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The Mining Boom has Passed
Creagh Ferdinands, Mon 13 July 2015

One of Western Australia's top valuers, says an opportunity is emerging.
"I think there's less risk of buying into Perth today than buying into the Sydney market," says Gavin Hegney, of Hegney Property Group.
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"If you are buying in Sydney, you are buying into an emotive boom. In Perth, it's a classic case of confidence being below fundamentals."
The median house price in Perth is $545,000, according to reiwa.com, down $5000 from the March quarter. This contrasts with the booming prices of Melbourne and Sydney. Reserve Bank of Australia governor Glenn Stevens called the Sydney market "concerning" and in some cases "crazy".
But the Perth market is not without risk.
A report by forecaster BIS Shrapnel released last week predicted Perth prices would fall in the next two financial years, before stabilising in 2017-18. A slowdown in overseas migration to the mining states was one of the contributing factors.
Mr Hegney said the downside risk was limited.
"I'd suggest that whatever fall that's going to happen in Perth in the next 12 months, the fall will be larger in Sydney," Mr Hegney said.
"At some stage in the next 12 months it will be the perfect buying market in Perth."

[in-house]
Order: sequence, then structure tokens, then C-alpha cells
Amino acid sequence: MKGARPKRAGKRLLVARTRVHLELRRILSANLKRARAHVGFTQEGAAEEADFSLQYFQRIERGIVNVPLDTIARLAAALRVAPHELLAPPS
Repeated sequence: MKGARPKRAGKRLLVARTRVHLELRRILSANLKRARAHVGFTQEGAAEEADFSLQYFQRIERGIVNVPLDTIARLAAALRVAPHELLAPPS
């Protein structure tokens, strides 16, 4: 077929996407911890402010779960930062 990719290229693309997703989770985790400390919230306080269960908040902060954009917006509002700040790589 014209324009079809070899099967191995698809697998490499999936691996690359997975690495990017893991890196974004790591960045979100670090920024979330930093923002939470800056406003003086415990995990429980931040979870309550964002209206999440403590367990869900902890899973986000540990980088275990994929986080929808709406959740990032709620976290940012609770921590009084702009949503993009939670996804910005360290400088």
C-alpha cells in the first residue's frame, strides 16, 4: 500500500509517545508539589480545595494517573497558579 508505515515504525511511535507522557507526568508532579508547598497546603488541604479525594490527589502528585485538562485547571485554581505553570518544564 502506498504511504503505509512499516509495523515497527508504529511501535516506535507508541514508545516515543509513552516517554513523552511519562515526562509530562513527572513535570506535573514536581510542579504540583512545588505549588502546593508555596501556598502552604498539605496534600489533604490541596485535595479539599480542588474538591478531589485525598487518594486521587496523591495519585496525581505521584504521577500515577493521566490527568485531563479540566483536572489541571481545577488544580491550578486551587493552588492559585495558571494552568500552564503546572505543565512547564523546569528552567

Western Australia was formerly the fastest growing state, as an iron ore price boom attracted workers from interstate and overseas. This underpinned housing demand.
But net overseas migration into the resources-rich state has fallen from a peak of 56,291 in 2012 to just under 19,000 in 2014. Similarly, net interstate migration has dropped from 10,800 in 2012 to a negative number. Last calendar year, 400 people (net) left the western state and traveled east.
The high level of construction work commissioned during the boom has left an abundance of homes on the market. There are just under 14,000 houses, units and land for sale in metropolitan Perth, says reiwa.com, compared with 10,689 one year ago.
There is already evidence that some homes are priced below replacement cost – the cost of building a new home on a block – which is being seen in the market as a suggestion that the bottom of the price cycle is near. This also means that there will be fewer people building new homes, which should ultimately put upward pressure on prices.
Bankwest chief economist Alan Langford said West Australians should avoid "scaring themselves into a recession" given the iron ore and oil and gas construction boom did create long-term jobs maintaining and operating the facilities.
"We shouldn't trivialise those jobs that were created," Mr Langford said.
He said positive signs in the rural sector also bodes well, given much of the profit from the farms goes straight back into the local economy, which includes property purchases.

This article originally appeared on the Australian Financial Review

 

 


 

 
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